Music

I bet you don't think of classical works when you think of the catch-all phrase "Latin music." But this episode of Alt.Latino is here to tell you that you should.

We invited our colleague Tom Huizenga to sit in this week for Jasmine Garsd while she takes a well-deserved vacation. Tom writes NPR Music's Deceptive Cadence blog about all things classical, and on this episode of Alt.Latino, he offers a concise beginner's overview of what and whom you should hear in classical music from Latin America.

Latin Roots: Gepe

7 hours ago

Gepe is the stage name for Chilean singer-songwriter and multi-instrumentalist Daniel Riveros, who's been described as the "guru of indie folk" for his driving indie pop involving elements of Andean folk. Riveros attributes the creativity in the Chilean indie-music scene to an "anything goes" attitude of experimentation that permeates the first post-dictatorship generation in his home country.

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The scene was electric at the B.B. King Blues Club in Times Square as Bunny Wailer, 69 years old, took the stage before a capacity crowd.

Born Neville Livingston, Bunny is the last living original member of the legendary reggae group The Wailers, which he founded along with Peter Tosh and Bob Marley in the early 1960s.

Copyright 2016 NPR. To see more, visit http://www.npr.org/.

Corinne Bailey Rae has traveled great distances in her music. The UK singer's self-titled debut album came out 10 years ago; all sunshiny pop, it was a huge hit. Her second album, The Sea took an emotional turn, coming shortly after her husband of seven years died suddenly. Rae was 29.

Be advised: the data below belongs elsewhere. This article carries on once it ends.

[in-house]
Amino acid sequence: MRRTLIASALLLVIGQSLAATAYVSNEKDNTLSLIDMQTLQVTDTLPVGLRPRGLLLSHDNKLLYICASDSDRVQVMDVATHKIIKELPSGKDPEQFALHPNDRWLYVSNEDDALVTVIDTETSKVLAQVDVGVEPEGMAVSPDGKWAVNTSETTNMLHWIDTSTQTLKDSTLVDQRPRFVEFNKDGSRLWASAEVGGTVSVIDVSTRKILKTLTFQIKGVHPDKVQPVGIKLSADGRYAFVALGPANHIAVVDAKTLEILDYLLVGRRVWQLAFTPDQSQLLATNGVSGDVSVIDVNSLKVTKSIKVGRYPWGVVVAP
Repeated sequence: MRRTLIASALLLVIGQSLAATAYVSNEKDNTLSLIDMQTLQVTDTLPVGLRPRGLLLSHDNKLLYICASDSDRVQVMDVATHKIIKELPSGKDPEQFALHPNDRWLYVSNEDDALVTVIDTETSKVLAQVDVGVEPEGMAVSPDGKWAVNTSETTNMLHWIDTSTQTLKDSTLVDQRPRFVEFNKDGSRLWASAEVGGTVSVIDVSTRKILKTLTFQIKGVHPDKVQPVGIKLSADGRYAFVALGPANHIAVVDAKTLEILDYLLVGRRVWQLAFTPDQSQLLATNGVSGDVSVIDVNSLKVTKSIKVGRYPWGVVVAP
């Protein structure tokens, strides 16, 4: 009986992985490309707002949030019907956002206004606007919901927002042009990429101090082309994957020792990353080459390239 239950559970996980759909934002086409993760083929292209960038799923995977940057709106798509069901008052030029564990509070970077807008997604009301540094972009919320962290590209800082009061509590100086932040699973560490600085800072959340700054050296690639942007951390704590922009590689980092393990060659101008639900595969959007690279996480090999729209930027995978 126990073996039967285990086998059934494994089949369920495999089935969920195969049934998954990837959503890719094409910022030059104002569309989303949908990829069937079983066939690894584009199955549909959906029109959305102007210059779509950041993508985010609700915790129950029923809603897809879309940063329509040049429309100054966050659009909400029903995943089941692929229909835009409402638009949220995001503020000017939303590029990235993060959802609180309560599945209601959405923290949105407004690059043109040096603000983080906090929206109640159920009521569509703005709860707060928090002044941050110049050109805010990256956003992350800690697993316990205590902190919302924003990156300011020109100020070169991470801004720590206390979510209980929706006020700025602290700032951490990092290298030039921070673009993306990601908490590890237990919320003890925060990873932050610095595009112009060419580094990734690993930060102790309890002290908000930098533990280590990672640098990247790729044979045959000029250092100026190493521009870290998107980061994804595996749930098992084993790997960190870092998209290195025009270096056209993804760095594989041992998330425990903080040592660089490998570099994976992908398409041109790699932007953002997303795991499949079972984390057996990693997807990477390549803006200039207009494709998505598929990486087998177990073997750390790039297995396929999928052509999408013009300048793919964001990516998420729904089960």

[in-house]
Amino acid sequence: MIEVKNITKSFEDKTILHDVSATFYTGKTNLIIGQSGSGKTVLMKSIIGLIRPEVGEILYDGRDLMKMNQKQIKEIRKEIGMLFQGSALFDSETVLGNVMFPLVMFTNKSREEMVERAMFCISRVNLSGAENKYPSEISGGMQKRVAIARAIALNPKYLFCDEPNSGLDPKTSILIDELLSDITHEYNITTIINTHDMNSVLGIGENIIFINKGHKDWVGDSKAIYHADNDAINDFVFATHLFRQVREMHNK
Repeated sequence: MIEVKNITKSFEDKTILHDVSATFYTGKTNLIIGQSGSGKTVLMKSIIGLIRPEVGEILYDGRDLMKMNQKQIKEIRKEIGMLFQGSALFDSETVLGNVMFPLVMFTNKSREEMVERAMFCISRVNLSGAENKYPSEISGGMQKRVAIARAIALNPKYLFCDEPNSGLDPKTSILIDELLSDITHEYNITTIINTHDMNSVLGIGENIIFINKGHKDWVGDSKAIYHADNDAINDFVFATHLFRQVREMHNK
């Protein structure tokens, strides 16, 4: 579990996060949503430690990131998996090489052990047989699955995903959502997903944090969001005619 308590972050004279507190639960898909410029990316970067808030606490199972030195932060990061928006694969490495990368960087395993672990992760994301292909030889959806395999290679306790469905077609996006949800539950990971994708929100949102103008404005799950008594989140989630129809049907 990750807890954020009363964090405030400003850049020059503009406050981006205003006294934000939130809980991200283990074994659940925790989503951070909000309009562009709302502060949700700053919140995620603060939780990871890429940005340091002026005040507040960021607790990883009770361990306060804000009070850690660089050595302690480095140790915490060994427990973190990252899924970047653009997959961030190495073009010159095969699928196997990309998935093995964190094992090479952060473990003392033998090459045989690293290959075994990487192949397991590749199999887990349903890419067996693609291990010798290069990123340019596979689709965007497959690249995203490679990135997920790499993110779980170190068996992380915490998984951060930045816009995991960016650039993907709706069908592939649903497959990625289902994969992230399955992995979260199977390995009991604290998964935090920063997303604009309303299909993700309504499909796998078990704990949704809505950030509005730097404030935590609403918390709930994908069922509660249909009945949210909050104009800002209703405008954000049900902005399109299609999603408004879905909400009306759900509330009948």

One of the world's best-known and best-loved classical musicians has joined the ranks of artists refusing to perform in North Carolina. Violinist Itzhak Perlman canceled an appearance scheduled for Wednesday with the North Carolina Symphony in Raleigh to protest HB2, the controversial North Carolina law limiting civil rights protections for LGBT people.

Copyright 2016 NPR. To see more, visit http://www.npr.org/.

At White House state dinners, it's customary for a president to nod to the strengths and contributions of guest countries. And when hosting Nordic nations on Friday, President Obama paid tribute to a particular Finnish export.

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